Bearing Witness to the Yulin Dog Meat Festival

Humane Society International

HSI’s Dr. Peter Li, along with The HSUS’s Karen Lange and colleagues from local partner groups, bore witness to the horrors of this year’s Yulin Dog Meat Festival in an effort to persuade officials to cancel it. Below are some of the scenes they encountered.

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Saving lives

Activists surround a truck in a Yulin dog meat market on June 20, bargaining for the lives of animals on their way to slaughter. At the city’s notorious dog meat festival, an event they had managed to shrink in size but not stop, activists searched for and bought as many such dogs as they could. All of the dogs in this truck were saved, along with as many as 400 others rescued from dog meat traders during a series of interceptions over three days.

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Media attention

As activists descended on Yulin from around China for the June 21 festival, so too did media—radio and TV reporters from Shanghai, Zhejiang, Beijing, Hong Kong, and beyond brought the story to the rest of the nation. Overseas journalists brought it to the world. Streets that in past years had filled with people eating dog meat and lychee and drinking hard liquor to mark the summer solstice were instead crowded with activists, reporters, defenders of the dog meat trade, and bystanders drawn to the conflict.

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Signs covered up

About a week before the official date of the June 21 dog meat festival, the city government banned the display of the word “dog” on restaurant signs. So around the city, restaurant owners covered up the Chinese character. It was not the only move that the government, under pressure from activists and concerned about its image, took to subdue the festival. Earlier, officials ordered an end to the public slaughter of dogs within the city and told employees not to eat dog meat in restaurants. They also tried to stop big transport trucks carrying dogs from entering the city.

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Suffering in transport

Dogs being sold as meat arrived in Yulin crammed in narrow cages that can be stacked on big trucks during transports of as much as 700 miles that leave dogs sick, dehydrated, and sometimes dead. The cages can also be flipped on their slides to fit on the back of motorbikes. When Yulin blocked big trucks from entering the city, dog traders appeared to have unloaded their trucks and transported dogs the remaining distance on motorbikes and in pickups.

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Slaughtered in the shadows

Dogs await slaughter behind a restaurant in Yulin. In past years, dogs were killed in the street, but this year, they were slaughtered in secret. “Now we have to do it as though we are thieves,” a restaurant owner told a Chinese TV station.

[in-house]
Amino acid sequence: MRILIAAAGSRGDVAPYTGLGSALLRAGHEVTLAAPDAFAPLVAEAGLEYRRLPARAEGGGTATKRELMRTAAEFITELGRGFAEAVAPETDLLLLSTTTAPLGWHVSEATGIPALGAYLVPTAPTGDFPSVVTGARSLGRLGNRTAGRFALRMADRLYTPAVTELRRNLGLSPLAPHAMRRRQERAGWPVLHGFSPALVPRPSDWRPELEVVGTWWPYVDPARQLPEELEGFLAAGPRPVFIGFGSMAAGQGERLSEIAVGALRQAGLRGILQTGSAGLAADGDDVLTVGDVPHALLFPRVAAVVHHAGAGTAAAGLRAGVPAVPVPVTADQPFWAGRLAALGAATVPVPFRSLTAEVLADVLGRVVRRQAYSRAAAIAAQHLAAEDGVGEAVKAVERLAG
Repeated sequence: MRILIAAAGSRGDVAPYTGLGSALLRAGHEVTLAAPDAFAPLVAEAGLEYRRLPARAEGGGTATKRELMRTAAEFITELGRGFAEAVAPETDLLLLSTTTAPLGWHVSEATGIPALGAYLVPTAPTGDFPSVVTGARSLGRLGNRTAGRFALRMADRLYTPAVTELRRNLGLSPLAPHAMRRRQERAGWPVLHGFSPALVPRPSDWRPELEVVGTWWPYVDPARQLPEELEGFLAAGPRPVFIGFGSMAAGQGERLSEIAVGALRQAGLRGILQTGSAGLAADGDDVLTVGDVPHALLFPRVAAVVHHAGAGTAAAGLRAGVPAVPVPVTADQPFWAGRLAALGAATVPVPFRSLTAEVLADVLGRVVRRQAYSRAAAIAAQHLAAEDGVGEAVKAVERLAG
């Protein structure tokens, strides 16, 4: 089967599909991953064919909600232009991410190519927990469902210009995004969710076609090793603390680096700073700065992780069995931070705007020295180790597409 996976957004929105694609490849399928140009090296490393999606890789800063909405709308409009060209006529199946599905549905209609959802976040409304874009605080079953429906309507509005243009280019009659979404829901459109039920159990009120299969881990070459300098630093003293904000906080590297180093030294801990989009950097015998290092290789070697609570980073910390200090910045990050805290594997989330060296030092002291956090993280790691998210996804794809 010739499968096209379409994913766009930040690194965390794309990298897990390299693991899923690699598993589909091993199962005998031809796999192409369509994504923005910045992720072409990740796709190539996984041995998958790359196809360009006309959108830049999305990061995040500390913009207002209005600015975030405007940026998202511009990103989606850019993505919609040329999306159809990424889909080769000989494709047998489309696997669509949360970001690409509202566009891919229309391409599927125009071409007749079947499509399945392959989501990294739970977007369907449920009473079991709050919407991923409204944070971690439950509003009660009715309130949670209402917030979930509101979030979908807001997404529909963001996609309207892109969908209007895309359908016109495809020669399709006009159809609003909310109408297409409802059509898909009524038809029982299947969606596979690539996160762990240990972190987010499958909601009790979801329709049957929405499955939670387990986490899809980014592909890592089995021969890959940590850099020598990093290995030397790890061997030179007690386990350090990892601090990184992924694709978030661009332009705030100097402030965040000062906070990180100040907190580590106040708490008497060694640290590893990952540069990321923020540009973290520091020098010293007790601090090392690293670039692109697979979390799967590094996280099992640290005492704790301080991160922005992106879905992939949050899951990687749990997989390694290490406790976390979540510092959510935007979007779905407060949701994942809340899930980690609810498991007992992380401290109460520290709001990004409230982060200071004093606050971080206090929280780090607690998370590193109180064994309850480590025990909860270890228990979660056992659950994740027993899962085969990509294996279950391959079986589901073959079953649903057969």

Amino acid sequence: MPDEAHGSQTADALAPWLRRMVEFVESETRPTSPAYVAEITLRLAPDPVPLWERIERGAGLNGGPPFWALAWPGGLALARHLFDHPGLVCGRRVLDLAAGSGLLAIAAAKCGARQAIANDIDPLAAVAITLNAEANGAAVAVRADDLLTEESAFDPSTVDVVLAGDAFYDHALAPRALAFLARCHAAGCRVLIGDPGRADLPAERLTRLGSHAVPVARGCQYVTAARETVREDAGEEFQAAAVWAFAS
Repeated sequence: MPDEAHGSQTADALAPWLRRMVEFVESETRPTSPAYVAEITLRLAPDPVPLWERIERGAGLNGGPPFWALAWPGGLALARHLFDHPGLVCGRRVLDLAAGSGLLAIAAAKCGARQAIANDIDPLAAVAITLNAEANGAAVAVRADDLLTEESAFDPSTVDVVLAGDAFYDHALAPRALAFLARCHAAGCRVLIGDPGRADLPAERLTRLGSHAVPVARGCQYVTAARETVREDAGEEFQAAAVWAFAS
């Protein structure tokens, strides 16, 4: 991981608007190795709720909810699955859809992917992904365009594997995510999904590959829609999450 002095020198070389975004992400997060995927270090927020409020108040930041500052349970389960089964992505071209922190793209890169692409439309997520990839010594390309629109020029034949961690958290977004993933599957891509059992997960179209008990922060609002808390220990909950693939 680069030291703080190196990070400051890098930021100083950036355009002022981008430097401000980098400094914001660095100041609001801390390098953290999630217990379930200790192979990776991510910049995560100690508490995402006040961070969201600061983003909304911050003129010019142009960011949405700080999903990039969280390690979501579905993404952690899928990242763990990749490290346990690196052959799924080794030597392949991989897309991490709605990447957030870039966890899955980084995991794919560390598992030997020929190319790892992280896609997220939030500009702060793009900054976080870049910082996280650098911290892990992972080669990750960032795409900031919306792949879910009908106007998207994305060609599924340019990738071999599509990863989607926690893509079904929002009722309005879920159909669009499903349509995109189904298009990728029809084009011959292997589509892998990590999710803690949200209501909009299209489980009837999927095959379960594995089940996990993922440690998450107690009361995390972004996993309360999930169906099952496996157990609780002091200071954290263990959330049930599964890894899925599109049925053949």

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Processed with poison?

A woman uses a blowtorch to prepare the skin of a dog so that it can be displayed for sale in a restaurant. Because many dogs sold for meat are skinny, their flesh is soaked in water, where it swells and becomes plump and white.Then traders brown the outside to make the meat marketable. Eating dog is hazardous. City officials have not strictly enforced food safety laws. Dogs may carry rabies or other diseases, or may have been poisoned. Animal welfare advocates estimate that as many as one in 10 of the dogs traded for meat in China are stolen pets. Help put a stop to the suffering.

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Speaking out for change

Protesters in front of Yulin’s city hall on June 13 briefly unfurled a banner about the health hazards of eating dog meat before being run off by police. A week later, on June 21, activists were back. HSI partner group members handed out leaflets that read, “Food safety is more important than dog traders’ profits.” Their audience: As before, the media and police.

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Rescued from butchers’ knives

This year’s unprecedented campaign by Chinese animal welfare activists along with more than 100,000 signatures collected by HSI did not completely end the festival. But there was little celebration in this year’s event. “It was really not a festival anymore,” said Li. “It was just a reaction from the locals, saying, ‘We want to eat [dog meat].’ It was just shameful.”

In past years, as many as 10,000 dogs had been slaughtered. This year, according to the Xinhua News Agency, 17 of 69 restaurants in the city that served dog took the meat off their menu. Another four were shuttered by city authorities for food safety violations. Dog meat sales were down. No exact count can be made,¹ but hundreds, likely thousands, fewer dogs lost their lives.

Photo descriptions by Karen Lange.

¹ A likely reliable source, the Yulin Centre for Animal Disease Control and Prevention, later estimated the number of dogs killed to be around 2,000.

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